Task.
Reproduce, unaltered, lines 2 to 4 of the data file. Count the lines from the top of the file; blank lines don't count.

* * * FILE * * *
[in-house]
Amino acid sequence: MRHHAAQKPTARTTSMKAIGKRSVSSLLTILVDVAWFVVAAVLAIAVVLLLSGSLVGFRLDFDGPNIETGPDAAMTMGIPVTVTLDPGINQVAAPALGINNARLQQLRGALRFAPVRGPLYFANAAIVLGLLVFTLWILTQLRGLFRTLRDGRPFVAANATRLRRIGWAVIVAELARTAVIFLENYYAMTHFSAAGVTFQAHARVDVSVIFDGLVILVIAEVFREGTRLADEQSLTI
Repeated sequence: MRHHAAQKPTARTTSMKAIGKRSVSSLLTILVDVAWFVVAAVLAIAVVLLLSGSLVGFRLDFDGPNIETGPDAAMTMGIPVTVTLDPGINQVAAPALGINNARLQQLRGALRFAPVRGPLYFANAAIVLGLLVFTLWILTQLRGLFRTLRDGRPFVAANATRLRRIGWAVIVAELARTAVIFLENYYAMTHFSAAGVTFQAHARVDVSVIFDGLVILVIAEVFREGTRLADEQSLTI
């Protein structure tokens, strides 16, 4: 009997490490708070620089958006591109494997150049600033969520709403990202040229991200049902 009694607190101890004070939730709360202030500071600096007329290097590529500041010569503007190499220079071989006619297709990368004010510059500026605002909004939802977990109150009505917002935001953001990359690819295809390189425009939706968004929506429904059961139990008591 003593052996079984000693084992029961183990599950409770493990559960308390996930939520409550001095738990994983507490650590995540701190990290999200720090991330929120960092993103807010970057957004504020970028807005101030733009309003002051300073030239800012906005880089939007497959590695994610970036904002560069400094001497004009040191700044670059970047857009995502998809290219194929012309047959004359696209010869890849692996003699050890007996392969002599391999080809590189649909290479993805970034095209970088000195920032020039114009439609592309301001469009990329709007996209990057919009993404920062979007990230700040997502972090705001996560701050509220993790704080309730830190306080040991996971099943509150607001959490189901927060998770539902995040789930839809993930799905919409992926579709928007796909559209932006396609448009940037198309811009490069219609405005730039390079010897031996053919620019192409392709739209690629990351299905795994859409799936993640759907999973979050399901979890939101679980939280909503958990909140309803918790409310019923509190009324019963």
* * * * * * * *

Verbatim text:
Amino acid sequence: MRHHAAQKPTARTTSMKAIGKRSVSSLLTILVDVAWFVVAAVLAIAVVLLLSGSLVGFRLDFDGPNIETGPDAAMTMGIPVTVTLDPGINQVAAPALGINNARLQQLRGALRFAPVRGPLYFANAAIVLGLLVFTLWILTQLRGLFRTLRDGRPFVAANATRLRRIGWAVIVAELARTAVIFLENYYAMTHFSAAGVTFQAHARVDVSVIFDGLVILVIAEVFREGTRLADEQSLTI
Repeated sequence: MRHHAAQKPTARTTSMKAIGKRSVSSLLTILVDVAWFVVAAVLAIAVVLLLSGSLVGFRLDFDGPNIETGPDAAMTMGIPVTVTLDPGINQVAAPALGINNARLQQLRGALRFAPVRGPLYFANAAIVLGLLVFTLWILTQLRGLFRTLRDGRPFVAANATRLRRIGWAVIVAELARTAVIFLENYYAMTHFSAAGVTFQAHARVDVSVIFDGLVILVIAEVFREGTRLADEQSLTI
């Protein structure tokens, strides 16, 4: 009997490490708070620089958006591109494997150049600033969520709403990202040229991200049902 009694607190101890004070939730709360202030500071600096007329290097590529500041010569503007190499220079071989006619297709990368004010510059500026605002909004939802977990109150009505917002935001953001990359690819295809390189425009939706968004929506429904059961139990008591 003593052996079984000693084992029961183990599950409770493990559960308390996930939520409550001095738990994983507490650590995540701190990290999200720090991330929120960092993103807010970057957004504020970028807005101030733009309003002051300073030239800012906005880089939007497959590695994610970036904002560069400094001497004009040191700044670059970047857009995502998809290219194929012309047959004359696209010869890849692996003699050890007996392969002599391999080809590189649909290479993805970034095209970088000195920032020039114009439609592309301001469009990329709007996209990057919009993404920062979007990230700040997502972090705001996560701050509220993790704080309730830190306080040991996971099943509150607001959490189901927060998770539902995040789930839809993930799905919409992926579709928007796909559209932006396609448009940037198309811009490069219609405005730039390079010897031996053919620019192409392709739209690629990351299905795994859409799936993640759907999973979050399901979890939101679980939280909503958990909140309803918790409310019923509190009324019963």